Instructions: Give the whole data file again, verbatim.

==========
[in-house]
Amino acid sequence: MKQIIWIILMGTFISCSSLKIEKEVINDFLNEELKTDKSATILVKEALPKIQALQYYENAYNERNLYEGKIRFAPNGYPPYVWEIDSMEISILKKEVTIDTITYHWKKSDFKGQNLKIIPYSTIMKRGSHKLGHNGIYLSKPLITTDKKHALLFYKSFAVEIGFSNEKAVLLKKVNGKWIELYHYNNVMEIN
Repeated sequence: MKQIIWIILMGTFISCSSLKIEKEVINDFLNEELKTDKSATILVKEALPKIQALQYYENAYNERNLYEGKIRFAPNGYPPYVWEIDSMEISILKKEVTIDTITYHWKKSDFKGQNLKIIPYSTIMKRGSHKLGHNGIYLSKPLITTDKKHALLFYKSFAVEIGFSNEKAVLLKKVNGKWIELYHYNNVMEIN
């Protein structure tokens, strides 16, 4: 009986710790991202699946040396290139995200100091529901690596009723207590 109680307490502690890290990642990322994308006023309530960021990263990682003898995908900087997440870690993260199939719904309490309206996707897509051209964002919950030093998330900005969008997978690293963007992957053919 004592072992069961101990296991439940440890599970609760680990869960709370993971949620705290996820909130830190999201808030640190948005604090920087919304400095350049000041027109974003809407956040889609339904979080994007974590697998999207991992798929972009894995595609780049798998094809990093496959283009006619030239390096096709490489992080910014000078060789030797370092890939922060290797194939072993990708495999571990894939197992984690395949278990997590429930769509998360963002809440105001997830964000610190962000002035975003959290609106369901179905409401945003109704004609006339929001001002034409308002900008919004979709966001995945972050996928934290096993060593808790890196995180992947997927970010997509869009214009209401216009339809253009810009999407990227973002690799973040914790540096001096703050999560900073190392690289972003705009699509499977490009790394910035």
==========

[in-house]
Amino acid sequence: MKQIIWIILMGTFISCSSLKIEKEVINDFLNEELKTDKSATILVKEALPKIQALQYYENAYNERNLYEGKIRFAPNGYPPYVWEIDSMEISILKKEVTIDTITYHWKKSDFKGQNLKIIPYSTIMKRGSHKLGHNGIYLSKPLITTDKKHALLFYKSFAVEIGFSNEKAVLLKKVNGKWIELYHYNNVMEIN
Repeated sequence: MKQIIWIILMGTFISCSSLKIEKEVINDFLNEELKTDKSATILVKEALPKIQALQYYENAYNERNLYEGKIRFAPNGYPPYVWEIDSMEISILKKEVTIDTITYHWKKSDFKGQNLKIIPYSTIMKRGSHKLGHNGIYLSKPLITTDKKHALLFYKSFAVEIGFSNEKAVLLKKVNGKWIELYHYNNVMEIN
């Protein structure tokens, strides 16, 4: 009986710790991202699946040396290139995200100091529901690596009723207590 109680307490502690890290990642990322994308006023309530960021990263990682003898995908900087997440870690993260199939719904309490309206996707897509051209964002919950030093998330900005969008997978690293963007992957053919 004592072992069961101990296991439940440890599970609760680990869960709370993971949620705290996820909130830190999201808030640190948005604090920087919304400095350049000041027109974003809407956040889609339904979080994007974590697998999207991992798929972009894995595609780049798998094809990093496959283009006619030239390096096709490489992080910014000078060789030797370092890939922060290797194939072993990708495999571990894939197992984690395949278990997590429930769509998360963002809440105001997830964000610190962000002035975003959290609106369901179905409401945003109704004609006339929001001002034409308002900008919004979709966001995945972050996928934290096993060593808790890196995180992947997927970010997509869009214009209401216009339809253009810009999407990227973002690799973040914790540096001096703050999560900073190392690289972003705009699509499977490009790394910035």